three exibitions at Aldrich Museum : Model World, Floor to Ceiling, Natacha Lesueur photographs.
January 20 Â May 1, 2002
It seems we have a natural fascination with things lilliputian. Many of us can remember being transfixed by model train sets, doll houses, or Gulliver's Travels. While we may readily associate small-scale environments with childhood, scale models allow people of any age to imagine a world different from their own. The Aldrich Museum of Contemporary Art is pleased to present Model World, opening January 20 through May 1, 2002. The artists in Model World painstakingly recreate miniature landscapes, cityscapes, and interiors to a variety of different ends.
Charles Simonds creates detailed landscapes of what appear to be primitive man-made domiciles in arid terrain. His sculptures have an ancient and mysterious quality-familiar but wholly a result of the artist's vision of a future time. Rob de Mar's candelabra-like sculptures are composed of linked, floating bodies of land. His sculptural forms mimic networks of tree roots, waterways, or veins-referencing the artist's interest in systems of nature. Kazumi Tanaka has built a fragile village inside an antique piano. Her miniature environments are psychological spaces, capturing both her memories of childhood, and her search for security and comfort in a changing world. Viewed through an aperture, Michael McMillen's detailed interiors subvert the viewer's sense of scale, time, and space. By controlling perspective, lighting, and adding elements of sound and smell, McMillen's work stimulates the viewer much the way film or theater does.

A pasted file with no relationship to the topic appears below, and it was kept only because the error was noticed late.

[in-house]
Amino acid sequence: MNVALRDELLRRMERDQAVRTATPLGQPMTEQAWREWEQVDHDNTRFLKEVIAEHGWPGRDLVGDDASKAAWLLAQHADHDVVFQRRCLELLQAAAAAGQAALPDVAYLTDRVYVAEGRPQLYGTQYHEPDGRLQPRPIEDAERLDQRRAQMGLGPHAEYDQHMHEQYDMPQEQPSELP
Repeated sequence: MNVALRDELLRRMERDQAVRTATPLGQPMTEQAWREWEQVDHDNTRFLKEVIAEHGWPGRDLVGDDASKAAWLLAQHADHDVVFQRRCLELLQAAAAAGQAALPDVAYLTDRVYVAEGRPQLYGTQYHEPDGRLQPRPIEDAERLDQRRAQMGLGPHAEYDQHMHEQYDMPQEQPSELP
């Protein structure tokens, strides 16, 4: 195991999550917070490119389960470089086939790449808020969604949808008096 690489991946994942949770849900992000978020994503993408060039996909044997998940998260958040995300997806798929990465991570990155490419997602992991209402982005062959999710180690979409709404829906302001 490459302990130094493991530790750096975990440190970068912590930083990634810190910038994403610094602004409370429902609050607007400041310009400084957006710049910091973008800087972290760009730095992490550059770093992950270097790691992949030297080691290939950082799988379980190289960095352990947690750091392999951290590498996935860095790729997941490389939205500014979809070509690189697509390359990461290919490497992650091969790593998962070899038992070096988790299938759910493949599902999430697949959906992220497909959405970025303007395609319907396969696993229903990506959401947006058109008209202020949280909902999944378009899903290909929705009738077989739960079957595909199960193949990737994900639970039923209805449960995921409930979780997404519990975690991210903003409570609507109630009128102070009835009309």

The artists in Model World distinguish themselves not only by the disparate worlds they portray but also by the elaborate sculptural forms that result. Model World will include the work of Kim Adams, Michael Ashkin, Rob de Mar, James Grashow, Michael C. McMillen, Bob Mitchell, Angel NuÃ±ez, Paul Pfeiffer, Lawrence Seward, Charles Simonds, Jeff Stephens, Kazumi Tanaka and Yuken Teruya.